In the Arizona Free Enterprise Club’s Freedom Club PAC v. Bennett dissent, the Justice Kagan writes:
“Indeed, what petitioners demand is essentially a right to quash others’ speech through the prohibition of a (universally available) subsidy program. Petitioners are able to convey their ideas without public financing-and they would prefer the field to themselves, so that they can speak free from response. To attain that goal, they ask this Court to prevent Arizona from funding electoral speech-even though that assistance is offered to every state candidate, on the same (entirely unobjectionable) basis. And this Court gladly obliges. If an ordinary citizen, without the hindrance of a law degree, thought this result an upending of First Amendment values, he would be correct.”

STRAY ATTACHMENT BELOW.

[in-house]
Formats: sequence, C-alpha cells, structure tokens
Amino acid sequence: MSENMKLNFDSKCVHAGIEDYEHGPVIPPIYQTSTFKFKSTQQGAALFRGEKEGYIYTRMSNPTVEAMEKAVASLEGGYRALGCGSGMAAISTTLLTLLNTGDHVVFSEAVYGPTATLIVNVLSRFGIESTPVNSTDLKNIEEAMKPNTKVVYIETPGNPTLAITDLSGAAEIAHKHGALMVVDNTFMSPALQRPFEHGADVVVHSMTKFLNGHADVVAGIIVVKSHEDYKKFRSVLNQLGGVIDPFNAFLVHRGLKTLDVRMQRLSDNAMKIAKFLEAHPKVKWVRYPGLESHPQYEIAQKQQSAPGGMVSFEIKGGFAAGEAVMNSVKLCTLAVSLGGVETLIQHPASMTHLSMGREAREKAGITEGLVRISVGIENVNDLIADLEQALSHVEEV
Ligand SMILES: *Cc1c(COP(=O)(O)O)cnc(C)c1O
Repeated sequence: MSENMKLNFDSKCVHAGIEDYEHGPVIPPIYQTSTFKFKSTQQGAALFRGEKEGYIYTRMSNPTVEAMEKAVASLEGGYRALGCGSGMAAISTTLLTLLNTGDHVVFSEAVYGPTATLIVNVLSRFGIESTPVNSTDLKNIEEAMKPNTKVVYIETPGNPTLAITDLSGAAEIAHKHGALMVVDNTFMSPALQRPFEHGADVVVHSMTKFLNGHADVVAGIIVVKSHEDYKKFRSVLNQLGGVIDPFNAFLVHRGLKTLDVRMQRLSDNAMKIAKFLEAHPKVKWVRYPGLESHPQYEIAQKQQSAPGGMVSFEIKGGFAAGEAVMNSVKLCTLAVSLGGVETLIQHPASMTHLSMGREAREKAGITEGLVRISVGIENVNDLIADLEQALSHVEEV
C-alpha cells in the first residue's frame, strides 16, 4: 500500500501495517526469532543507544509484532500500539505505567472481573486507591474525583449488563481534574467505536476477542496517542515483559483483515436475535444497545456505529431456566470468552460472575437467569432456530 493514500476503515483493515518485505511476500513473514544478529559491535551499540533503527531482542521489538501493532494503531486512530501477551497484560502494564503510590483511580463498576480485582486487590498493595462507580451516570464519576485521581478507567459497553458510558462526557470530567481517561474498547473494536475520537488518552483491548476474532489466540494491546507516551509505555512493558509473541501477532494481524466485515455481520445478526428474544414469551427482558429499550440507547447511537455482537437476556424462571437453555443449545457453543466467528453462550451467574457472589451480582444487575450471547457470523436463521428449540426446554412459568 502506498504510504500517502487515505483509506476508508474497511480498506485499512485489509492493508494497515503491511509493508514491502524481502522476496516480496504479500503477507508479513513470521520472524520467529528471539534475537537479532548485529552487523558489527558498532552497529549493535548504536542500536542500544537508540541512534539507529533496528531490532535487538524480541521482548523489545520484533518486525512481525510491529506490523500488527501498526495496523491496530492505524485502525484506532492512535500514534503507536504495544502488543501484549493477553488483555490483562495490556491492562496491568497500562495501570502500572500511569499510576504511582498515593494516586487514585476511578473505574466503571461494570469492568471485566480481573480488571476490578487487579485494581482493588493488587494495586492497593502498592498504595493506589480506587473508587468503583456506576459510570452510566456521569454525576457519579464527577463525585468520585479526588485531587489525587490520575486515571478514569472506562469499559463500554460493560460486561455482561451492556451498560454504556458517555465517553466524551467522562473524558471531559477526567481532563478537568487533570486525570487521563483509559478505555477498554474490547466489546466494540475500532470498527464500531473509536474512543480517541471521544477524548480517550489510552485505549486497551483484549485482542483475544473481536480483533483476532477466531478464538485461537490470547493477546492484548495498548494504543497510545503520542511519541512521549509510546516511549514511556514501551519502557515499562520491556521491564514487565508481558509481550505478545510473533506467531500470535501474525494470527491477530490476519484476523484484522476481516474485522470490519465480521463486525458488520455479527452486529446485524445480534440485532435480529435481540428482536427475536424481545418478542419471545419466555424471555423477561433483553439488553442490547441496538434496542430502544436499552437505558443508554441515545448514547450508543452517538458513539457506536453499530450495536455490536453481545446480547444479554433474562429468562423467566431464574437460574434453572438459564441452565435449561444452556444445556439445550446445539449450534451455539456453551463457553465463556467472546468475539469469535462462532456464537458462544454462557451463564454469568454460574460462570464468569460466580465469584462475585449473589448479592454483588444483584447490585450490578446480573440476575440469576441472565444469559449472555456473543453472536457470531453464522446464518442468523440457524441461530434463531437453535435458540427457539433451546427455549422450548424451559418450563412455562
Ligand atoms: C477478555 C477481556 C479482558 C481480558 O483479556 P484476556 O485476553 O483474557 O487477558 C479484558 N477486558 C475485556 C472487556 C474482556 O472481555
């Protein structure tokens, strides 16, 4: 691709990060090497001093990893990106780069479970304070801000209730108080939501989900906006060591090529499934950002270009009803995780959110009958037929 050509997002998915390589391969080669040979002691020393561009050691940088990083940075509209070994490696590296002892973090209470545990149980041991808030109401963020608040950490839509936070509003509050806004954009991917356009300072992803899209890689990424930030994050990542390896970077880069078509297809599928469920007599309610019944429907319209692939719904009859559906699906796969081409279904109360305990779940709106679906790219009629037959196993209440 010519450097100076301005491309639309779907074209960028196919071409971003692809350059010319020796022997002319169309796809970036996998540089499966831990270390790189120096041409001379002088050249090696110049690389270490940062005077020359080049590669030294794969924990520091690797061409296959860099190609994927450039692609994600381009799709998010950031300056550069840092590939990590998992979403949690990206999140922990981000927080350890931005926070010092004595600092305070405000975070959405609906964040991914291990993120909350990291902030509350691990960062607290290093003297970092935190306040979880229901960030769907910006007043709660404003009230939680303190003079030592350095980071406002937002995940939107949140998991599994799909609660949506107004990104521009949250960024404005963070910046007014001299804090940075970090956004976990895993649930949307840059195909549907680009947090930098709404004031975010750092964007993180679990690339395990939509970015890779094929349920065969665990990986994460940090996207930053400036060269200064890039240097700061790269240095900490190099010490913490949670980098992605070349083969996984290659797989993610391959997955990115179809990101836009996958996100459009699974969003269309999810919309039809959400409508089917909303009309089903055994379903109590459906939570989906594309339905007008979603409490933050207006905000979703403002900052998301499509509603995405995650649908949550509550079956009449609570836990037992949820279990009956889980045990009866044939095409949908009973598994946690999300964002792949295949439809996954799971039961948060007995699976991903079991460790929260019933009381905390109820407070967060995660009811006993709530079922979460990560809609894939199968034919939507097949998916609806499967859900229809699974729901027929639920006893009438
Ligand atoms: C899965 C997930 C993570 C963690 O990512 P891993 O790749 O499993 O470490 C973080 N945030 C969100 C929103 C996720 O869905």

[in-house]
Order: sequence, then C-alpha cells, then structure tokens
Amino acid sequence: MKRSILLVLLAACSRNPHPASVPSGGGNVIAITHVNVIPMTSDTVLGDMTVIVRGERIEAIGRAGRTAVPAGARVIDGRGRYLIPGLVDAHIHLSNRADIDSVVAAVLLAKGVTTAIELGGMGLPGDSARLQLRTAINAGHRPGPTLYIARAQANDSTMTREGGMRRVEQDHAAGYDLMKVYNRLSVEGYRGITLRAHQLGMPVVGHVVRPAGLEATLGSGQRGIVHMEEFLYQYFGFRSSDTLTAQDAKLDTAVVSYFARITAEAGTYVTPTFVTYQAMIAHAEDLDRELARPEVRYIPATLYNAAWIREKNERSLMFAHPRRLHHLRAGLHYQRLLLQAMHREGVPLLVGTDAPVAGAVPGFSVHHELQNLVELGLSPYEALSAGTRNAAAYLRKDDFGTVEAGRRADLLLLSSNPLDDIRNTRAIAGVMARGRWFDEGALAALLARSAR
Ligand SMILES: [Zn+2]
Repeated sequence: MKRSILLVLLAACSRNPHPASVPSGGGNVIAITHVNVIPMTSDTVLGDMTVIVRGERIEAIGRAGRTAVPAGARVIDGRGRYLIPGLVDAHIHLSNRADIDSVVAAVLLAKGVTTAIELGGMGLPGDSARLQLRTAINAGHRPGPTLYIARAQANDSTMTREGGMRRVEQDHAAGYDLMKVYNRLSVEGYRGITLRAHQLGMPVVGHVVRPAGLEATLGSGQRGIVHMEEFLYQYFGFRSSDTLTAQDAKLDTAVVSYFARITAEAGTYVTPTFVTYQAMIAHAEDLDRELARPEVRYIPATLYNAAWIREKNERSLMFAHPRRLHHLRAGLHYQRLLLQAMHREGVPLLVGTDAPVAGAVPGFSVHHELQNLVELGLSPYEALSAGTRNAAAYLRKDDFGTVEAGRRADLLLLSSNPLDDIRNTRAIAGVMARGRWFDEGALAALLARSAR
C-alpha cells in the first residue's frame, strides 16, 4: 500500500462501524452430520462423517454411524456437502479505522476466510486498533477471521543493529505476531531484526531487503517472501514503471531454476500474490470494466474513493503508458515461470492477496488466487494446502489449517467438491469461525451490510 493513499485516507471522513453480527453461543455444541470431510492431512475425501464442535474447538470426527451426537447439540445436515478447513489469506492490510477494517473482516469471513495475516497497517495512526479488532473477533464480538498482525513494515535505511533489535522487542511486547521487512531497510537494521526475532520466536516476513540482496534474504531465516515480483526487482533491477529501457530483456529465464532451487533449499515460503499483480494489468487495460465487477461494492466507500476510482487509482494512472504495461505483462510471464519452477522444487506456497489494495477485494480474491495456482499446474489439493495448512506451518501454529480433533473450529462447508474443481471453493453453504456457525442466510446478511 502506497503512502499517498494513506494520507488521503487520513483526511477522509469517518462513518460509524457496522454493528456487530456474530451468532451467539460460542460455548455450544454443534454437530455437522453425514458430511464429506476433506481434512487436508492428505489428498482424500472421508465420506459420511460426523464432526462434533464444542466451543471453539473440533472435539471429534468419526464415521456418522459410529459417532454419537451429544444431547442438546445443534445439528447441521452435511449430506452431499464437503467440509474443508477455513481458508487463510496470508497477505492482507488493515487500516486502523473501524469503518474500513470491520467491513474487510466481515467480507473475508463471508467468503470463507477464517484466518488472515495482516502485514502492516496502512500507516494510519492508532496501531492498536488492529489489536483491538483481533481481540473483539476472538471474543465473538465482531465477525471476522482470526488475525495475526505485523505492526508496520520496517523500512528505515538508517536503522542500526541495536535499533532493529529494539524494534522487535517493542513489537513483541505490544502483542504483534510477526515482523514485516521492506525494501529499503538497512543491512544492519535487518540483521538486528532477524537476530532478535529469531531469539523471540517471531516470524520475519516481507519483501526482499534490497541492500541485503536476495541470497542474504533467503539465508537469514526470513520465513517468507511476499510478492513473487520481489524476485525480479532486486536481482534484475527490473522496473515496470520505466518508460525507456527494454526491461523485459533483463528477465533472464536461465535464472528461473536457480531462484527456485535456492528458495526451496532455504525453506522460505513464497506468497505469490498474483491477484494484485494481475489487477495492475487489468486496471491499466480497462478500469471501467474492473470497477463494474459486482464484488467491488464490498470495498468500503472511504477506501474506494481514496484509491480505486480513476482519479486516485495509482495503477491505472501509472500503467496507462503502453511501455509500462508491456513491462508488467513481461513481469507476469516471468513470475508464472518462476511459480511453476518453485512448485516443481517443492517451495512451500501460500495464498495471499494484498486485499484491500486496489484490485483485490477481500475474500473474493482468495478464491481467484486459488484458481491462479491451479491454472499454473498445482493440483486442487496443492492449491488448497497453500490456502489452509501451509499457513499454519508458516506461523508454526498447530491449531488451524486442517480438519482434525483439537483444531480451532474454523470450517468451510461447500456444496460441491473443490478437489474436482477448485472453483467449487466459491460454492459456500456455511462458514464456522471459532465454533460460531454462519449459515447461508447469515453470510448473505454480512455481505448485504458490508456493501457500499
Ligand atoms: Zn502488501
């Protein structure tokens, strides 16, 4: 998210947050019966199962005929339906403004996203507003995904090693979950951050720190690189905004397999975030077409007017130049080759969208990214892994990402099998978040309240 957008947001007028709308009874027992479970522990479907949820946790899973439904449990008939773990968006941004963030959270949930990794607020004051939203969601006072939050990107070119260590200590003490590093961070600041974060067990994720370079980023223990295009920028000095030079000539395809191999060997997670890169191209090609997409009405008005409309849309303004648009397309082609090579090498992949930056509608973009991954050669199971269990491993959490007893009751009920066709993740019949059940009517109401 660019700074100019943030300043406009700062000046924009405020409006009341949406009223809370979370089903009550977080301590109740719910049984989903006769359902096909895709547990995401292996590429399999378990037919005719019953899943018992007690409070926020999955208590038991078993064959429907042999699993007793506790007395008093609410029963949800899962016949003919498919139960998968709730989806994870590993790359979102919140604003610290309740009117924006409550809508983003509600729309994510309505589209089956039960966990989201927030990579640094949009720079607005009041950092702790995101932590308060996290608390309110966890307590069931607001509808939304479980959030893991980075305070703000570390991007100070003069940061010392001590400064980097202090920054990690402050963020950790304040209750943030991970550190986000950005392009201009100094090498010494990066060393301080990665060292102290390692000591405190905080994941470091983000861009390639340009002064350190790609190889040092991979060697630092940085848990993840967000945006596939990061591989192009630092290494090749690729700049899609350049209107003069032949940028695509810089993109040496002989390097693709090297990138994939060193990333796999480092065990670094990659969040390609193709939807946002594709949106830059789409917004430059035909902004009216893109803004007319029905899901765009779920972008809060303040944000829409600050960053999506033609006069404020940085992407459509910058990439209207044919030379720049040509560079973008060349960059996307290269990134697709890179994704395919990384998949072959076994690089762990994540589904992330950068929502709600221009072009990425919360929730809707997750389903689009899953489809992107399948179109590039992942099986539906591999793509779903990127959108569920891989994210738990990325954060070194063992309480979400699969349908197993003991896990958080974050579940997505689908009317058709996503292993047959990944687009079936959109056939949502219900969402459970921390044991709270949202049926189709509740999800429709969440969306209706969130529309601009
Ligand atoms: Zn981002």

As an ordinary citizen without the hindrance of a law degree, allow me to explain the problem with her justification in plain English:
Under the previous system, if I decide to spend money on behalf of my message, then my opponents are rewarded with money taxed from the people to spread a message counter to my own. While Kagan’s vision of unfettered speech includes encouraging speech through government programs, this view is narrow in that it fails to take into account the implications of the triggering mechanism on the debate as a whole. The concept that people avoid behaviors that rewards their opponents hardly requires a JD to understand.